- Analytics company can help universities improve financial planning, predict students likely to drop out
- "Slow-growth," bootstrapped business model
- Company is a semi-finalist in Accelerate Michigan Innovation Competition
Ashley Kern, founder of GoldStrike Data: Started company while in school.
You never know what a good beer can lead to.
For Ashley Kern, it led to the first customer for Goldstrike Data LLC, her startup company based in the Jutila Center, a SmartZone incubator facility in Hancock, across the Portage waterway from Houghton.
The SmartZone is one of a network of 15 SmartZones in the state of Michigan, incorporated in 2002 to boost entrepreneurship and high-tech business acceleration in the Keweenaw Peninsula, a collaboration between the cities of Houghton and Hancock, Michigan Technological University in Houghton, Finlandia University in Hancock, the Keweenaw Economic Development Alliance and the Keweenaw Chamber of Commerce.
The fortuitous beer happened a year and a half ago at the Keweenaw Brewing Co. in Houghton, where Kern ran into John Lehman, Michigan Tech University's associate vice president for enrollment and university relations.
Lehman first met Kern before she enrolled at Tech, when she visited campus from Minnesota as one of 1,000 applicants for six prestigious full-ride scholarships called The Leading Scholar Award. Three went to Michigan residents and three to nonresidents. And he got to know her better after she won one of the out-of-state scholarships.
But as she worked toward her undergraduate degree at Tech in mathematics in 2015 and began her master's degree in data sciences — she finished this past spring — Lehman lost track of her until that night at the brewery.
Over a beer, she told him what she was up to, that though still in school she had launched a company to do statistical analysis to help companies and institutions solve financial problems.
"I thought about what she was doing and how she might be able to help me and called her a week later," said Lehman.
Each year, Tech has to predict how much money it will need to cover ongoing scholarships for students currently enrolled in the school.
The university has a $36 million annual budget for financial aid, but a number of variables play into what their actual aid need will be. How many students on scholarship will drop out? How many will have poor grades that cause them to lose their scholarships? How many will qualify for federal programs and no longer need to be on Tech's books?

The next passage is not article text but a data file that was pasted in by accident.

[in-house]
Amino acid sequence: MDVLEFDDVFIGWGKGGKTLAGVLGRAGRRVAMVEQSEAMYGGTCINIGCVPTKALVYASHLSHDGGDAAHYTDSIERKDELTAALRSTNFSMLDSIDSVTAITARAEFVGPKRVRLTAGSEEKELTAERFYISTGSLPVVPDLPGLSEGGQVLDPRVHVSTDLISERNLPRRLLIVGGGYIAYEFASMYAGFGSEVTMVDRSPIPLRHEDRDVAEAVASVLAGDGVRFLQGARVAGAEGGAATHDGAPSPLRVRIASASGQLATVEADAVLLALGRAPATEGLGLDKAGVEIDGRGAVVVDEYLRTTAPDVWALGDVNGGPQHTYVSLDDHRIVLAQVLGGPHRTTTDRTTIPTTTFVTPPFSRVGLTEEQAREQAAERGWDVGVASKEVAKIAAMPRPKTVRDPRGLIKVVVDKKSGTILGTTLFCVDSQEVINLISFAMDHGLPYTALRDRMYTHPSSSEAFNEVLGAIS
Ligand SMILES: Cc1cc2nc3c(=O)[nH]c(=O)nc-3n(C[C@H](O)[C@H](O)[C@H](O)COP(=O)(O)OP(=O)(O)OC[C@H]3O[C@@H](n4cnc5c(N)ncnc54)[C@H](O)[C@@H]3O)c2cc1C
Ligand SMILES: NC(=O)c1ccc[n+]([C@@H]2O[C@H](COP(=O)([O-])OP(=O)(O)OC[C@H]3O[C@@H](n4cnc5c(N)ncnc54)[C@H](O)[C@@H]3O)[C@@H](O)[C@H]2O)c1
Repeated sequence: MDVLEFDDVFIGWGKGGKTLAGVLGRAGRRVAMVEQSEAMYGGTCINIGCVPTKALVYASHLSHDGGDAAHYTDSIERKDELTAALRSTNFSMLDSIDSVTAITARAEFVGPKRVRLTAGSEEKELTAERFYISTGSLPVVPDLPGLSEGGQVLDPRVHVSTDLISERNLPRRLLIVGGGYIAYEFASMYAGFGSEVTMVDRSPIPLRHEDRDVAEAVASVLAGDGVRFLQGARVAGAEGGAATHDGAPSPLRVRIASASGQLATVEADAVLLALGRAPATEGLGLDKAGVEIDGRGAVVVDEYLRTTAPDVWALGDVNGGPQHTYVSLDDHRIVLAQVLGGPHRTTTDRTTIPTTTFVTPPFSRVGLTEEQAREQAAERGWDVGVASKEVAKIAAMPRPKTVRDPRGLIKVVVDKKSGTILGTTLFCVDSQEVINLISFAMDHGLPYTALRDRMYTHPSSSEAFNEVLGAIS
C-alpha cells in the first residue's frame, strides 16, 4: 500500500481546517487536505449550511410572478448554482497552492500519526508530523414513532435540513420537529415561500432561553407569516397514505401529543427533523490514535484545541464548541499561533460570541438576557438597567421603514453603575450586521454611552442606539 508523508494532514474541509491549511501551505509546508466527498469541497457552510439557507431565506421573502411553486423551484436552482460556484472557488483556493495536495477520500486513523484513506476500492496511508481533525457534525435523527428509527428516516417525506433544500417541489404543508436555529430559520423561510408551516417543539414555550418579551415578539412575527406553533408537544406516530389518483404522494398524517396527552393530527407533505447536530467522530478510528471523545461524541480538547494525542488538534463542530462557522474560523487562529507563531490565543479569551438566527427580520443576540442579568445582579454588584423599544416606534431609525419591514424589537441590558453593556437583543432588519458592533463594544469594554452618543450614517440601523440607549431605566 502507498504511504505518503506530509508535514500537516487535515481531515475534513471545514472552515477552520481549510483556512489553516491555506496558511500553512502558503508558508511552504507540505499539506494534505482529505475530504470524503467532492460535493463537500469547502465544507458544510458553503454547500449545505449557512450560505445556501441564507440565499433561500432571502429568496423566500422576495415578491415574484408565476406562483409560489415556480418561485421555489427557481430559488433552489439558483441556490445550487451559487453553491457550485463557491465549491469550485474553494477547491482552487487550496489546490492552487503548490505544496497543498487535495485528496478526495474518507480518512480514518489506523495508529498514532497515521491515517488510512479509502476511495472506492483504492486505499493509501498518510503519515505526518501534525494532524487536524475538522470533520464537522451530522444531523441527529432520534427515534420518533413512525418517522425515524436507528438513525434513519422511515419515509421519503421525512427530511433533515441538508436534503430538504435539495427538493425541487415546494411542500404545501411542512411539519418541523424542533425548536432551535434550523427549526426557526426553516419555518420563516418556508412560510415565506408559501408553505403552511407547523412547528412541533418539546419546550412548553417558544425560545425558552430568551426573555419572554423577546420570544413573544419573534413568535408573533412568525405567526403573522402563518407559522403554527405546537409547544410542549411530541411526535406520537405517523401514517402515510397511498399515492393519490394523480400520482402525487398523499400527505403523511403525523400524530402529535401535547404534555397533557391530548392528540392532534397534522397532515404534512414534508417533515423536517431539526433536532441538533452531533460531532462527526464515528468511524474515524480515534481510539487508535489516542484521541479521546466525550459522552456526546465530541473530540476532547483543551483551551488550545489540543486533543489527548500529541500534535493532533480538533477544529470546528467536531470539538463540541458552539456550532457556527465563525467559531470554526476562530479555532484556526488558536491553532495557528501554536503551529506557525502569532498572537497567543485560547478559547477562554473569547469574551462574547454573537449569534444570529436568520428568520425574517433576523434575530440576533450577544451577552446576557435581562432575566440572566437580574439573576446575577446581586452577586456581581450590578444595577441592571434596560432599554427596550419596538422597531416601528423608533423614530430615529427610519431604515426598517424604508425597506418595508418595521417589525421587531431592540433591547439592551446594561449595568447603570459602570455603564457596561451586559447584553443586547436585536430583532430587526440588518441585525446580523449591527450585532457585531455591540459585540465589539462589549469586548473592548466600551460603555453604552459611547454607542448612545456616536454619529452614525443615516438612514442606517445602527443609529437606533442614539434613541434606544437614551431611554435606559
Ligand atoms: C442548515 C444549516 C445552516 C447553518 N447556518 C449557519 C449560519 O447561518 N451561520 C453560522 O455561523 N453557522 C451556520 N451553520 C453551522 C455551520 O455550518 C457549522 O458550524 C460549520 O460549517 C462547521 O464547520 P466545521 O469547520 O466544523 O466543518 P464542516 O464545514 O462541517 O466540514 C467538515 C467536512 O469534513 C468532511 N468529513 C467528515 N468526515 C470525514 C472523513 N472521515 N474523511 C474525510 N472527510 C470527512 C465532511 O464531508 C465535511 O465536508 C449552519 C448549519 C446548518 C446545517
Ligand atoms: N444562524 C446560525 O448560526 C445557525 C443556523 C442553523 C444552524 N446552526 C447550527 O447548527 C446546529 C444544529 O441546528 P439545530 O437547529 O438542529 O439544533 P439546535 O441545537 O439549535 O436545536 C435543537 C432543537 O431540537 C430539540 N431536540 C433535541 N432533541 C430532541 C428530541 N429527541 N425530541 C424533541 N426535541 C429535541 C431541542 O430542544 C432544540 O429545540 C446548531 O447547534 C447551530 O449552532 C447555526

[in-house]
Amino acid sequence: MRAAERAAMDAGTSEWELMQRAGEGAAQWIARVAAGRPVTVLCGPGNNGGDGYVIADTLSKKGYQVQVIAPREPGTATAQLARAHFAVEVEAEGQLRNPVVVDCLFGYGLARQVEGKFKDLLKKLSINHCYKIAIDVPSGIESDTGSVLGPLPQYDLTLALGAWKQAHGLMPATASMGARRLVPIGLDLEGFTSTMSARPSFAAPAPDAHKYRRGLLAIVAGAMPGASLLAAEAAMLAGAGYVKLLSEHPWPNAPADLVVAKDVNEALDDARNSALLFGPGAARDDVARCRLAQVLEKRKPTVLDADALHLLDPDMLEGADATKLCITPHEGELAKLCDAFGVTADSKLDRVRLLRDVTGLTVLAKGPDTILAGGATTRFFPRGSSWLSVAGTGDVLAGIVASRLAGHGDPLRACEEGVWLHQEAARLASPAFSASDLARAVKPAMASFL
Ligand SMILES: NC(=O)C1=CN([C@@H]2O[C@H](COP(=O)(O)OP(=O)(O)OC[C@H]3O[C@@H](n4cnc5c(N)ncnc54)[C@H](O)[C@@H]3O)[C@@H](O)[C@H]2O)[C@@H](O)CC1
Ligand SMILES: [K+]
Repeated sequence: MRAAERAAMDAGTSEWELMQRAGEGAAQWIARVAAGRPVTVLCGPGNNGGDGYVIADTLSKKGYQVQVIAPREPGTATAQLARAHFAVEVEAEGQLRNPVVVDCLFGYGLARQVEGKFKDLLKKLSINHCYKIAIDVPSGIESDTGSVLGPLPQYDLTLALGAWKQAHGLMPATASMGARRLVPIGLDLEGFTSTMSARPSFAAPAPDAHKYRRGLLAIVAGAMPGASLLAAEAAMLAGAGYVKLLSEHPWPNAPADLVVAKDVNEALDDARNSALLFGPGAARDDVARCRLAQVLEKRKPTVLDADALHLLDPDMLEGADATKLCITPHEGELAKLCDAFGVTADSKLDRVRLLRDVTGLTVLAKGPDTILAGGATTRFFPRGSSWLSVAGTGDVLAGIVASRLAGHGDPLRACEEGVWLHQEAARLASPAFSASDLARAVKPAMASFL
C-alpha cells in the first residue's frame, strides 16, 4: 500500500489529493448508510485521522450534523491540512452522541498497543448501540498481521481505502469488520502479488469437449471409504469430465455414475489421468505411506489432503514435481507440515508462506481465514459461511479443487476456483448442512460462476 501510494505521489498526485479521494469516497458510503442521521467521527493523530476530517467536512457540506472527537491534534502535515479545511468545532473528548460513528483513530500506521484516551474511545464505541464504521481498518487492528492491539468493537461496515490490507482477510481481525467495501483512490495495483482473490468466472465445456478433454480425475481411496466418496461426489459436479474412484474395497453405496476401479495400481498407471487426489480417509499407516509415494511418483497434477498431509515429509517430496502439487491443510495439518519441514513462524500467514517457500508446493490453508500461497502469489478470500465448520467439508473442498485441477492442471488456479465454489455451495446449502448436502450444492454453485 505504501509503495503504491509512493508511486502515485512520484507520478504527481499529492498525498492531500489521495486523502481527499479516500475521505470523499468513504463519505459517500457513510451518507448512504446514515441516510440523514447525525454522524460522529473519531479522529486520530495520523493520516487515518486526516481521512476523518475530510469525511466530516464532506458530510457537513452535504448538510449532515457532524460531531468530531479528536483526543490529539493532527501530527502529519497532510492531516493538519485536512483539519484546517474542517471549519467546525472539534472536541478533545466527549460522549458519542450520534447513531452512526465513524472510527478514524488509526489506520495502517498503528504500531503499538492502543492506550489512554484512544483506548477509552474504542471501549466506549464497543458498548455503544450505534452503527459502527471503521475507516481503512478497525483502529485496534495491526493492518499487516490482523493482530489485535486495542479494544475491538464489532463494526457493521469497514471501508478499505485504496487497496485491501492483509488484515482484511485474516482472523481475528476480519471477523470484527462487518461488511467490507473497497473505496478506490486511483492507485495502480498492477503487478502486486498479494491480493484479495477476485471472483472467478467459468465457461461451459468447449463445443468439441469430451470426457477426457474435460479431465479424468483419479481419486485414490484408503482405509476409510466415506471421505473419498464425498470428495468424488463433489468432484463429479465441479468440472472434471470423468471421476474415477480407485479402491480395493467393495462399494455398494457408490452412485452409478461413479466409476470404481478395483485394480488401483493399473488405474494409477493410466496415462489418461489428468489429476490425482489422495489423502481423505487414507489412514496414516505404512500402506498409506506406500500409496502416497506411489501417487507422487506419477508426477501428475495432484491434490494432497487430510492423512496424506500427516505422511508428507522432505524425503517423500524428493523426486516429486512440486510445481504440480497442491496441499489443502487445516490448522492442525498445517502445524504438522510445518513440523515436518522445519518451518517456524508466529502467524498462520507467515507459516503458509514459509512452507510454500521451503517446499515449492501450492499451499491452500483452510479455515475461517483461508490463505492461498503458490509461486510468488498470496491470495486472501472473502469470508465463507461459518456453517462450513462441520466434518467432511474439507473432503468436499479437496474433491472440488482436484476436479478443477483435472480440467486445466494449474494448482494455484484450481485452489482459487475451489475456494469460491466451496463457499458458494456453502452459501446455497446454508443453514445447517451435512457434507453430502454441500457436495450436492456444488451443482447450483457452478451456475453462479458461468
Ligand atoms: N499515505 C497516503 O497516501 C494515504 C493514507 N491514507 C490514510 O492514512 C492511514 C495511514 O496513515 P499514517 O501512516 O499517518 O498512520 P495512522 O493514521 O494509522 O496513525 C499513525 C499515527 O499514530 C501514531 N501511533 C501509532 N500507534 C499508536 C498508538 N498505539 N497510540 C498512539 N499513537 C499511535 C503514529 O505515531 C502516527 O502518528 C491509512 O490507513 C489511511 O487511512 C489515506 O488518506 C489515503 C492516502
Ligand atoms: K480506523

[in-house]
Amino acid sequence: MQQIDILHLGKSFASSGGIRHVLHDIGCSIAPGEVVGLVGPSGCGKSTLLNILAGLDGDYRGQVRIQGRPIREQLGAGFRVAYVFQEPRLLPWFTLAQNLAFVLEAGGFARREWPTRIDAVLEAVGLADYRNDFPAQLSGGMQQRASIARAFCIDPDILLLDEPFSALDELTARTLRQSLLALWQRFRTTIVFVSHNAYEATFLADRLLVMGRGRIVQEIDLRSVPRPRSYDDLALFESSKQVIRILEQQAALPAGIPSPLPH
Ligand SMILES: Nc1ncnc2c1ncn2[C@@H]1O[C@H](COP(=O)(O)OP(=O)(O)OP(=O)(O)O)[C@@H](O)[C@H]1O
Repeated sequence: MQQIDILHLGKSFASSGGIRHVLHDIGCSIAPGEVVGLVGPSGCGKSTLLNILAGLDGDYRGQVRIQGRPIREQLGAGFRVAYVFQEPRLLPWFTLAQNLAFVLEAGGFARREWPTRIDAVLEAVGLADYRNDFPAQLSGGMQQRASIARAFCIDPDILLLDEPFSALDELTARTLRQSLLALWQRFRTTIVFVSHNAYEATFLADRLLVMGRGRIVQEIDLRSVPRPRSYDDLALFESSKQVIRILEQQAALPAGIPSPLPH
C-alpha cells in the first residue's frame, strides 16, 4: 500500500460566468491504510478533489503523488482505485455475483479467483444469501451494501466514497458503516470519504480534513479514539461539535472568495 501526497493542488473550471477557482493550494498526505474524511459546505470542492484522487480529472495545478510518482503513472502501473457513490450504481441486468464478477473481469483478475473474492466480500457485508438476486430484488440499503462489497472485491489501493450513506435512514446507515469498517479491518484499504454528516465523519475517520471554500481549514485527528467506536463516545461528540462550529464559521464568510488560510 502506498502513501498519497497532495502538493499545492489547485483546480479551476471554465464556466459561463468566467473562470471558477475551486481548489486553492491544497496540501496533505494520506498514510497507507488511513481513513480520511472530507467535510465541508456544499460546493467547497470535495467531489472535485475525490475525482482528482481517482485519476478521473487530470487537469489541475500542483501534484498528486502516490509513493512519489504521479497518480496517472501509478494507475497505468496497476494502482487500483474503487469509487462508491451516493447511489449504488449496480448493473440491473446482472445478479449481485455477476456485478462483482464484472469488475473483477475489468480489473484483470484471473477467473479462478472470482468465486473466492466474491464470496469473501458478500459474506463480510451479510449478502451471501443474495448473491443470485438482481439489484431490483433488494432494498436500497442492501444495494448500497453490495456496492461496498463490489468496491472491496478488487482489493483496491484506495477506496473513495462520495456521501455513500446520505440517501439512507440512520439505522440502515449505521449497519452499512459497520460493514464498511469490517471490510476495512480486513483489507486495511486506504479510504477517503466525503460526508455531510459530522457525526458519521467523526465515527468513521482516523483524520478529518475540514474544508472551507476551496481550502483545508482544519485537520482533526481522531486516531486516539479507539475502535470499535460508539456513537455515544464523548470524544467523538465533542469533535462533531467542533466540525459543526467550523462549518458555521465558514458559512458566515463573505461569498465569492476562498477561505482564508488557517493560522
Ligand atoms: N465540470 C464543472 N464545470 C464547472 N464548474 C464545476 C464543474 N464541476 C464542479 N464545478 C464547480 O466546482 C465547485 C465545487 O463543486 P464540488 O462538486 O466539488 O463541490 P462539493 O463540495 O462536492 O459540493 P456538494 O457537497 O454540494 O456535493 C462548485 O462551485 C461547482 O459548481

Lehman wasn't satisfied with how his department was assessing needs and met with Kern over another beer to see if she wanted to take on the project and improve results.
"It's been fantastic what she's been able to do. We had about an 8 percent fluctuation up or down on what our aid needs would actually be. There was a lot of slop in the methodology. Ashley was able to dial it down to a plus or minus two and a half percent, which is a lot of savings for us with a minimal amount of effort," he said.
Lehman said he has had her work on several other projects since and is about to have her take on another project, helping Tech, which is self-insured for employee health insurance, cut down those costs.
"And I'm reaching out to other universities to see if they can use her, too," he said. "She's one of those people who looks at every problem and sees numbers. Like that character in 'The Matrix.'"
Kern's father, John, who used to teach at Tech, has his own consulting company and serves on her advisory board. His company, Kern's Statistical Services Inc. of Sauk Rapids, Minn., does statistical modeling to help environmental engineers working at superfund cleanup sites.
Not only does her financial modeling help Lehman and Tech plan for financial-aid budgeting, but it also identifies students at risk of dropping out, allowing Tech to make interventions to keep them in school.
Kern said she can give Lehman data two semesters out that tell him which students are at risk of quitting school without intervention to keep them enrolled. It's cheaper to keep the students you have than to recruit replacements.
Factors that go into the risk assessment include a student's age, how many credits she or he has, grade-point average and how much scholarship money each student has. Somewhat counterintuitively, the more scholarship money a student has, the more likely he or she is to drop out. Those who have invested their own money feel more invested in staying the course, apparently, than those spending others'.
Kern ranks students into various categories based on their metrics. The drop-out rates for various groups rank from 41.6 percent to 1.2 percent, so Lehman and his team know which groups to devote their energies to.
So far, Kern has bootstrapped her company — using her own money, money from project work for Tech and money she makes from consulting for her dad's firm. "It's a slow-growth model," she said.
She is a one-woman show for now, using what she describes as a network of subcontractors as needed for various Tech projects.
Though she has been on the business-plan-pitch circuit, for now, she isn't interested in angel or venture capital investing, preferring not to dilute equity.
"I worked really hard so I can stay up here after graduation and hopefully create more jobs and hire local talent, including some of my friends and classmates," she said.
Goldstrike Data was chosen as one of 36 semifinalists for the eighth annual Accelerate Michigan Innovation event to be held in Detroit on Nov. 16.